Wednesday, 9 November 2011

Hat tips

I'm obviously new to blogging, but I've been following lots of blogs, as you will be able to see from the Blog Roll on the right, and I intend to link to much of their material.  But I've noticed that when this happens, it's the done thing to give a hat tip to whoever was the source of the find in question.

I realise that this doesn't just happen in Jewish blogs, but of course there is a long tradition in Judaism of citing one's sources - Pirkei Avot 6:6 says, "Behold, you have learned that whoever tells something in the name of the one who said it, brings redemption to the world, as it is said (Esth. ii. 22), 'And Esther told it to the king in the name of Mordechai.'"  The lovely irony there, of course, is that no-one is quoted as the source for the tradition. Not so at b.Megillah 15a (pdf), where we find the same thing, except instead of "Behold you have learned" it says "R. Eleazar further said in the name of R. Hanina" - not just a source, but someone citing someone else as the source! Phew. We have a source.

But not in b.Hullin 104b (pdf), where that same phrase is used to explain why something is repeated: "Rather what the [teacher of our Mishnah] tells us is merely that the first Tanna [whose opinion is expressed anonymously] is R. Jose; for whosoever reports etc." Something that R. Jose had said was reported without his name being mentioned, so this rectifies it.  But again the dictum itself is left anonymous.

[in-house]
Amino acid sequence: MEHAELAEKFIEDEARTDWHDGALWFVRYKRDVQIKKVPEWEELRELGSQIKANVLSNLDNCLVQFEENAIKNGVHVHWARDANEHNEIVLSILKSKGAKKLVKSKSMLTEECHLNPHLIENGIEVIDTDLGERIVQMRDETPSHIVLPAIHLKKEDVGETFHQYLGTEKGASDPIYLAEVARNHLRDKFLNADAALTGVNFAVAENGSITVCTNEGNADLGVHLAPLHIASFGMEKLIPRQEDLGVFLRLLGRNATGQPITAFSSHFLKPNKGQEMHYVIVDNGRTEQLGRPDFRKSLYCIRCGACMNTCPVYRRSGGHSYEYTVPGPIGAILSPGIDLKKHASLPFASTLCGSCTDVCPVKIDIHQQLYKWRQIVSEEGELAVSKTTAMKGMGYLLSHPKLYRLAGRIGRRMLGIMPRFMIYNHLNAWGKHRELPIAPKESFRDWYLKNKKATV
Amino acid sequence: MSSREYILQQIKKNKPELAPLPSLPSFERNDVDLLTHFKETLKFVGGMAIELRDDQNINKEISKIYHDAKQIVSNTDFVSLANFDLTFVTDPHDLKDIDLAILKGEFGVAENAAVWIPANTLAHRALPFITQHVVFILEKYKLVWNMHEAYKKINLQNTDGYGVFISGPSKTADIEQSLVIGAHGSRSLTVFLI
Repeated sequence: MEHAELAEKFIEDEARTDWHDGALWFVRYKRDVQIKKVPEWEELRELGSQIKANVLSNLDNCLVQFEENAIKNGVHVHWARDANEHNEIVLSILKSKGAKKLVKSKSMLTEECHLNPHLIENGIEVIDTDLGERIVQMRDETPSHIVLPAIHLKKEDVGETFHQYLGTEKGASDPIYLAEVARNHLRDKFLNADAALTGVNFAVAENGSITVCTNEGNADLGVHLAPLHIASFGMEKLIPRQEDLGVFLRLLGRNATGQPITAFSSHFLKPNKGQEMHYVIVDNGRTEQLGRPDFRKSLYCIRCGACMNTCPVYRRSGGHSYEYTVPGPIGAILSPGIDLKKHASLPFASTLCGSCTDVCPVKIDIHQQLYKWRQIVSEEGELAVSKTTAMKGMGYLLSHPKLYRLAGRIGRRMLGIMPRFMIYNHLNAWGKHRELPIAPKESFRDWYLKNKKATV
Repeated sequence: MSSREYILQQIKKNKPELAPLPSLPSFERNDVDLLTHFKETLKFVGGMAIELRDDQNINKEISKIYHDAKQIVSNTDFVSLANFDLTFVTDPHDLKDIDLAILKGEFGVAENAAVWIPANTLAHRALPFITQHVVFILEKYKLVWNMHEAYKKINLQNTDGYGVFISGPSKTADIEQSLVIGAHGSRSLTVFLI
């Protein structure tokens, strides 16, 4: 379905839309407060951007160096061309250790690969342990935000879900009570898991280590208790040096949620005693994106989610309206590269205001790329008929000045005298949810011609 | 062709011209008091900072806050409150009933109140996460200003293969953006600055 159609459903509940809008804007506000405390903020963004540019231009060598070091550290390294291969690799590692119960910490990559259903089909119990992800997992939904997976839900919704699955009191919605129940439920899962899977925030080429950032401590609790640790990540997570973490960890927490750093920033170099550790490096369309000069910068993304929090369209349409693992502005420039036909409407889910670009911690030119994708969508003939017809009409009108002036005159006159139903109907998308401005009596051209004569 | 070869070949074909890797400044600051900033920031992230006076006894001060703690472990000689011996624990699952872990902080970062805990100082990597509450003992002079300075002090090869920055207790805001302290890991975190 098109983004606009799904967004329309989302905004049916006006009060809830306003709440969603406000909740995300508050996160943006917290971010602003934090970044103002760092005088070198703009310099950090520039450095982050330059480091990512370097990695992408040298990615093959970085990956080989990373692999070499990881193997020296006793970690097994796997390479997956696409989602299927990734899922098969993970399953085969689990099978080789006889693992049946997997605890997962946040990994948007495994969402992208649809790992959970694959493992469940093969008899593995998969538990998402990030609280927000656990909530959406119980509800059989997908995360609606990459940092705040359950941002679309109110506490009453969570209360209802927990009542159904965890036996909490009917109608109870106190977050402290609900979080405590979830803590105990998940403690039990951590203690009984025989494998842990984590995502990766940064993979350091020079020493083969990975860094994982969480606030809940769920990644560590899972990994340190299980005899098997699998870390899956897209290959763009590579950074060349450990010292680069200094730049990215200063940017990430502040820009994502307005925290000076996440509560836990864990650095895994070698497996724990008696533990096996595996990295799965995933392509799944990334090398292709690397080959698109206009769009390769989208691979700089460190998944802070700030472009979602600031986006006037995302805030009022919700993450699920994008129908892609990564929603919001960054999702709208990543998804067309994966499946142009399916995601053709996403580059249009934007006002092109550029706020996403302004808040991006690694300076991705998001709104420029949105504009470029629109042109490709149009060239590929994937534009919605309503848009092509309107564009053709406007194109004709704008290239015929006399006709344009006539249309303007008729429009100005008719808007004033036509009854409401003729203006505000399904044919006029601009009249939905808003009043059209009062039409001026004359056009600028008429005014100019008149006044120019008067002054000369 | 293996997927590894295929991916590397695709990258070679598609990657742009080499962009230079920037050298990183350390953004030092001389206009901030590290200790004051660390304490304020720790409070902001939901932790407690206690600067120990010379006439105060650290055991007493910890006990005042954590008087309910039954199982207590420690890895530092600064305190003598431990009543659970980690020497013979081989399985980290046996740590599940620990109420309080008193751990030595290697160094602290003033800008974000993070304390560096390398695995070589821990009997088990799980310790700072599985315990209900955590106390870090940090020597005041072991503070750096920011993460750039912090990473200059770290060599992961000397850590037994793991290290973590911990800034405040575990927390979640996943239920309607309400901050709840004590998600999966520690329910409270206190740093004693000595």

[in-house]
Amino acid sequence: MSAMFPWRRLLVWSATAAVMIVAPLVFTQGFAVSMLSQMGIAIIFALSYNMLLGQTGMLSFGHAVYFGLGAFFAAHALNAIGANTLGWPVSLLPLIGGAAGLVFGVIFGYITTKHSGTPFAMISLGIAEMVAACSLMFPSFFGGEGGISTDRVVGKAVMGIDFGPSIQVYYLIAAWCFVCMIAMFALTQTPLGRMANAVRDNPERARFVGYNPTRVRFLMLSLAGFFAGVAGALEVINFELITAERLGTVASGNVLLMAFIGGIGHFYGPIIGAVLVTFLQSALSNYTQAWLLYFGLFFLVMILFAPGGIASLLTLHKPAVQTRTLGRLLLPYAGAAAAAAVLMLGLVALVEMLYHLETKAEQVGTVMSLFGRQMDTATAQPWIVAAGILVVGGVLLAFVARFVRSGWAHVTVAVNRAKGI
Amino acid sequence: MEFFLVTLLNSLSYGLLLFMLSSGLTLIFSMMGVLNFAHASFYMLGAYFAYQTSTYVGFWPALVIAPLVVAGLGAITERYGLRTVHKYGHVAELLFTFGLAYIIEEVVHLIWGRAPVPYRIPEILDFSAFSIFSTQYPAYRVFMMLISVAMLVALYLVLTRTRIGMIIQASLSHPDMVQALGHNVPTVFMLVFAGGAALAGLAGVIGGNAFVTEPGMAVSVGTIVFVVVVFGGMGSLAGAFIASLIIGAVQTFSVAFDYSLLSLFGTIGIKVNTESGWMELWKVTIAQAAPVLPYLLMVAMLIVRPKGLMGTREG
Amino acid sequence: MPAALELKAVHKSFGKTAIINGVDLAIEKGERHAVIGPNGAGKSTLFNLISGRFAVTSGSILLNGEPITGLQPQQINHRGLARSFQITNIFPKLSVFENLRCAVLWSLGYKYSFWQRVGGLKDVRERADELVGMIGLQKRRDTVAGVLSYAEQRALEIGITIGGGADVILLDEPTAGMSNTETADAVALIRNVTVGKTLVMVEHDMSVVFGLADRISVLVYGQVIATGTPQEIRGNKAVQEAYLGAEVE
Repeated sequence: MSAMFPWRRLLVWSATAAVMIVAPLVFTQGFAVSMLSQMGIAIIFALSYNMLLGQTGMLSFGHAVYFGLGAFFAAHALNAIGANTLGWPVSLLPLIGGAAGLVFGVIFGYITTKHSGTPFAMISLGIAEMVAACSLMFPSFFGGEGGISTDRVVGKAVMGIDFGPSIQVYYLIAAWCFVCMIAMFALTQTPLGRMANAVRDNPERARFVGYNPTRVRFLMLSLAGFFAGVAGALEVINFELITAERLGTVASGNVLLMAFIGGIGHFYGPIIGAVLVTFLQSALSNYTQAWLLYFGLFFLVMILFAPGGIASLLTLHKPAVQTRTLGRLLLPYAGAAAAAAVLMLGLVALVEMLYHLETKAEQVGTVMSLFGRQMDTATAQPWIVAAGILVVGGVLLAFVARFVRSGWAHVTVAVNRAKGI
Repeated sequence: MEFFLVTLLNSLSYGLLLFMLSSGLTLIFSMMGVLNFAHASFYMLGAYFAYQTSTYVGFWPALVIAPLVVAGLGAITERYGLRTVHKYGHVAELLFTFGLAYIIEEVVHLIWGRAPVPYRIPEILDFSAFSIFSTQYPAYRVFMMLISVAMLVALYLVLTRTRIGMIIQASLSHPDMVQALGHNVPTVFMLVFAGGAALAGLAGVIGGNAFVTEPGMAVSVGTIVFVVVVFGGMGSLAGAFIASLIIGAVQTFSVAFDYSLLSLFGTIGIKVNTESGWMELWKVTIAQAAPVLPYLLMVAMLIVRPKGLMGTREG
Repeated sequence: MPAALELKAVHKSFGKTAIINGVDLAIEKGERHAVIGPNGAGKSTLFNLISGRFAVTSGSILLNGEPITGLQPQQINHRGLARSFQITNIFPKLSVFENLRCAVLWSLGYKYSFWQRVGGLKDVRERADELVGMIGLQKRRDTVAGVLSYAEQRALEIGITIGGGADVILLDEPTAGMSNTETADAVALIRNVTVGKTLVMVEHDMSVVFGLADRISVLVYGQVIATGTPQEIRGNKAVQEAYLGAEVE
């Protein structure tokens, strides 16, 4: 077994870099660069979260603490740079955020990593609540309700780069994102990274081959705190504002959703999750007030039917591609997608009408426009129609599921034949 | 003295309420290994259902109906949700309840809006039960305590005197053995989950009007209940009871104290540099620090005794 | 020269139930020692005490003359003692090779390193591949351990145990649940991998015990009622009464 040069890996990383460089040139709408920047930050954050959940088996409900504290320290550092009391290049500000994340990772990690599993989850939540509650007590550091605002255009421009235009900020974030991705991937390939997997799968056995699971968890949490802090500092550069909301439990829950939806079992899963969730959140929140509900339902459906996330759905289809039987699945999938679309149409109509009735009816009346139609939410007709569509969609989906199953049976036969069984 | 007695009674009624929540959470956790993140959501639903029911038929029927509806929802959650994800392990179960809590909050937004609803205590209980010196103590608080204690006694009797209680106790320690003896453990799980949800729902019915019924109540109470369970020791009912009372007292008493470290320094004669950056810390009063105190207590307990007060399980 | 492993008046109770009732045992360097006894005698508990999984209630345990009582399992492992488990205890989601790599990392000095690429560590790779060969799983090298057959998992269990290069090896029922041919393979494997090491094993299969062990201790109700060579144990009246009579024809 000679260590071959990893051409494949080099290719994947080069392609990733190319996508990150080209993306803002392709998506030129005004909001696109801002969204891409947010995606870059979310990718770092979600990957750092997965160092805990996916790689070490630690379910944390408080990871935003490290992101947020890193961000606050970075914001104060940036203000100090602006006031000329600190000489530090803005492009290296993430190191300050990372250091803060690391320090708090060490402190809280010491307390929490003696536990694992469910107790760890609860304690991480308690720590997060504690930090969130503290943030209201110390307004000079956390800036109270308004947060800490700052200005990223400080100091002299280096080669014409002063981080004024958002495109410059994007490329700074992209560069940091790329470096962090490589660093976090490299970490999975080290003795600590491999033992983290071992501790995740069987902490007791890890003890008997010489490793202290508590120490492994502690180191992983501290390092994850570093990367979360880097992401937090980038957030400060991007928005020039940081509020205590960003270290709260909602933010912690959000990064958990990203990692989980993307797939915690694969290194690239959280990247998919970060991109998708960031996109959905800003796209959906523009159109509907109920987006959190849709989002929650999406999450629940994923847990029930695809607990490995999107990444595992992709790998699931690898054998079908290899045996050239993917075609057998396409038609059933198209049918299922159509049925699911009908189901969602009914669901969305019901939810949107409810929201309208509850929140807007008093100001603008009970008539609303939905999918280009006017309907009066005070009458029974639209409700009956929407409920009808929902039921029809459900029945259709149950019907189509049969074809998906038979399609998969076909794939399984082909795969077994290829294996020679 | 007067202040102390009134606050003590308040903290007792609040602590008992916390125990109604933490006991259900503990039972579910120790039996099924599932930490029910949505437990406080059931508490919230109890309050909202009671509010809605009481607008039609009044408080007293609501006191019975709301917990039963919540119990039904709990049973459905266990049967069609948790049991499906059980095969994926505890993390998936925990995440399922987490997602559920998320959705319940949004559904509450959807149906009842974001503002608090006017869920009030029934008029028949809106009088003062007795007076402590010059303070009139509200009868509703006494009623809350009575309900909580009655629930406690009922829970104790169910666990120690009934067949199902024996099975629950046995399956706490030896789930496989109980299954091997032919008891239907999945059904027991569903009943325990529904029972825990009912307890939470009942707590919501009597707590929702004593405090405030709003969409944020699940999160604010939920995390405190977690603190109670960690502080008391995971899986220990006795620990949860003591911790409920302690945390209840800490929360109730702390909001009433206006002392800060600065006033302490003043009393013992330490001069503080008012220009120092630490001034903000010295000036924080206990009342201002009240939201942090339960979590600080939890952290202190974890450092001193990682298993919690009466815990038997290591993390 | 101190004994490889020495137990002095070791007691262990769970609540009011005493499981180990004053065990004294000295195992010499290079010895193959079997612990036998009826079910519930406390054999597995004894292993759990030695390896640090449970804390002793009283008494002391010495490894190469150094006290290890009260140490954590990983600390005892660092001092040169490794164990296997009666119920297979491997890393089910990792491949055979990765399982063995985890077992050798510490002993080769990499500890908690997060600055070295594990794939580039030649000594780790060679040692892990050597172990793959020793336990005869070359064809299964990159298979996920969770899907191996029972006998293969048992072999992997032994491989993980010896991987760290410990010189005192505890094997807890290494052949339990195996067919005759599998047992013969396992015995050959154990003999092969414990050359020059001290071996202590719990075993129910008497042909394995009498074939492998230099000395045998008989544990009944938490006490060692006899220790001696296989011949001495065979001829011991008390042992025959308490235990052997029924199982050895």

There are lots of other rabbinic sources that deal with this issue, and some of them are collected and can be read here (which has the obligatory Woody Allen metaphysics exam quote) and here. Neither of those (excellent) pages, however, as far as I can see, mentions a particularly apt midrash here, which is found in Bereishit Rabbah 88, and which I shall embed here from The Talmudic Anthology:

Rabbi Oshaya literally lies to his face.  Maybe he read the Septuagint version of Megillat Esther, where he would have found instead of the version we've seen above, verse II:22 reads: "declared to the king the matter of the conspiracy."

Nevertheless, in spite of the Septuagint's and Rabbi Oshaya's silence, I shall endeavour to quote and link to as many sources as I can. And I will leave you with this essay which features another cute irony, about a work that apologises for not citing all its sources and ends up being "obliterated by incorporation" into a later work.

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